The Black Mountain and post-modern nation-building – Kosovo's shadows

08 September 2007
Kotor Stari Bar Rada Tomic


Stari Bar

Rada Tomcic

Dear friends of ESI,

The story of Europe's youngest state, the Republic of Montenegro, is an excellent illustration of just how much the Balkan region has changed over the past decade.

In 1991, Montenegrin troops were shelling the city of Dubrovnik. It was only in 1997 that Montenegro began to distance itself from the policies of Slobodan Milosevic. During the Kosovo War, it hosted tens of thousands of Albanian refugees. In the cold war with Serbia that followed, the Yugoslav Army seized the airport in Podgorica. Tensions were high, and the risk of conflict real. After Milosevic was toppled, Montenegro and Serbia formed a short-lived State Union of Serbia-Montenegro. The Union was an awkward compromise that satisfied no-one, while complicating the EU accession process. Frustrations quickly re-emerged. Finally, a referendum in 2006 in Montenegro produced a clear majority for independence.

Some feared that an independent Montenegro would become an economic basket case. Others feared a mass exodus of Montenegrin Serbs from the mountainous North. Yet today Montenegro is prospering, enjoying record numbers of foreign tourists and levels of foreign direct investment comparable to Central Europe. Fears that Montenegro would fall behind Serbia on its path to Europe have also proved unfounded.

This remote mountain kingdom has always been one of Europe's survivors, conflict alternating with a history of religious tolerance. Even today, churches on the Adriatic coast share Catholic and Orthodox altars. Perhaps it is no surprise to find that Montenegro was able to negotiate its way around the conflicts that engulfed its neighbours.

The most recent ESI picture story - Post-modern Nation - Montenegro one Year after Independence – takes a closer look at Europe's newest state, with its heated (though peaceful) debates on language, the role (and identity) of the Orthodox Church, and the legacies of corruption from the turbulent 1990s. Today, Montenegro is a country with no ethnic majority. Its national currency is the Euro. Its first act as an independent country was to demobilise most of its armed forces, destroying all but one of its 62 tanks. This once wild region now plays with such adjectives to charm its tourists.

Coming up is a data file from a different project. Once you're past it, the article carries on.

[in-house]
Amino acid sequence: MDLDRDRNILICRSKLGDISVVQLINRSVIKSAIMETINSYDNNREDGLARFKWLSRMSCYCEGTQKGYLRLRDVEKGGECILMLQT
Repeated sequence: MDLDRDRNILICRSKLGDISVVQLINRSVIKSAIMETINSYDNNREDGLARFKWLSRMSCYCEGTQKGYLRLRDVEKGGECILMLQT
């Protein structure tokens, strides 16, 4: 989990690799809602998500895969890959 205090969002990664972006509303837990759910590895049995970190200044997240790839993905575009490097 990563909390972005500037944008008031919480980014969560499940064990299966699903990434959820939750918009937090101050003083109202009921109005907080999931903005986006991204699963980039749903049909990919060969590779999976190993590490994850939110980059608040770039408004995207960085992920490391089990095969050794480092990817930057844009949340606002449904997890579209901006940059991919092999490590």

Multiethnic Nation (census 2003)













Other and undeclared




As Montenegro looks back at one year of independence, the outlines of another Adriatic success story are becoming visible. No national majority, no national church, no national currency and almost no national army: is Montenegro turning into the Western Balkan's first successful post-modern nation?

Tim Judah's Kosovo

While Montenegro's path becomes ever clearer, the same cannot be said for Kosovo. It is the only outstanding piece of the regional jigsaw, and its unresolved status threatens regional stability.

ESI has undertaken a great deal of empirical research in Kosovo in recent years: on the living conditions of Kosovo Serbs in the period after the 2004 riots (including the vexed question of how many Serbs are actually displaced from Kosovo), on the divided town of Mitrovica, and on the deepening social and economic crisis of the Kosovo countryside.

But sometimes it is useful to step back and take a longer view. This month, as part of our series presenting the most interesting books on the region, we offer extracts from Tim Judah's Kosovo: War and Revenge. Judah's analysis describes Kosovo's tortuous path of recent years, including the 1999 expulsion of Albanians from Pristina, wartime massacres and revenge attacks against Serbs after the NATO bombing. A sobering story, but highly pertinent to Kosovo's present dilemmas.

New ESI Website

This week we also launch our completely redesigned website, thanks to the support of Erste Foundation in Vienna.

With thousands of visitors every day, we have been encouraged to present even more analytical background material. Our goal is to help those interested in the Balkans, Turkey and (soon) the Caucasus to look beneath the surface of events. Stay timed for new ESI reports on Bosnia, Serbia, Bulgaria and Turkey.

Many best wishes,

Gerald Knaus

Gerald Knaus

Gerald Knaus